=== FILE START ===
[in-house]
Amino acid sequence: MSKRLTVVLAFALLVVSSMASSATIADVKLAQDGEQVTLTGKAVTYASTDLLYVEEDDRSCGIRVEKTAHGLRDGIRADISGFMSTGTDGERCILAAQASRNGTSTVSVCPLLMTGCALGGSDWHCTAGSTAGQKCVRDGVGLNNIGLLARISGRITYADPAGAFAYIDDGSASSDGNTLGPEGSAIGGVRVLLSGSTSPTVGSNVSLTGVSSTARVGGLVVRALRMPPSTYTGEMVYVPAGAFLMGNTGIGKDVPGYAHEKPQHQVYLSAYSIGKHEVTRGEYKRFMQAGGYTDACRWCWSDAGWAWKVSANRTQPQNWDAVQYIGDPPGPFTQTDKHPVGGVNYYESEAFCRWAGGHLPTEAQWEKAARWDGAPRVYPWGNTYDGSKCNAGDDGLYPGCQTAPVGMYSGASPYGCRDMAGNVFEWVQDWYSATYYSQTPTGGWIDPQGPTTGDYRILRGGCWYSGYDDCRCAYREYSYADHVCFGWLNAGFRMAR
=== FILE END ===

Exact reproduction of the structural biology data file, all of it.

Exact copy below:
[in-house]
Amino acid sequence: MSKRLTVVLAFALLVVSSMASSATIADVKLAQDGEQVTLTGKAVTYASTDLLYVEEDDRSCGIRVEKTAHGLRDGIRADISGFMSTGTDGERCILAAQASRNGTSTVSVCPLLMTGCALGGSDWHCTAGSTAGQKCVRDGVGLNNIGLLARISGRITYADPAGAFAYIDDGSASSDGNTLGPEGSAIGGVRVLLSGSTSPTVGSNVSLTGVSSTARVGGLVVRALRMPPSTYTGEMVYVPAGAFLMGNTGIGKDVPGYAHEKPQHQVYLSAYSIGKHEVTRGEYKRFMQAGGYTDACRWCWSDAGWAWKVSANRTQPQNWDAVQYIGDPPGPFTQTDKHPVGGVNYYESEAFCRWAGGHLPTEAQWEKAARWDGAPRVYPWGNTYDGSKCNAGDDGLYPGCQTAPVGMYSGASPYGCRDMAGNVFEWVQDWYSATYYSQTPTGGWIDPQGPTTGDYRILRGGCWYSGYDDCRCAYREYSYADHVCFGWLNAGFRMAR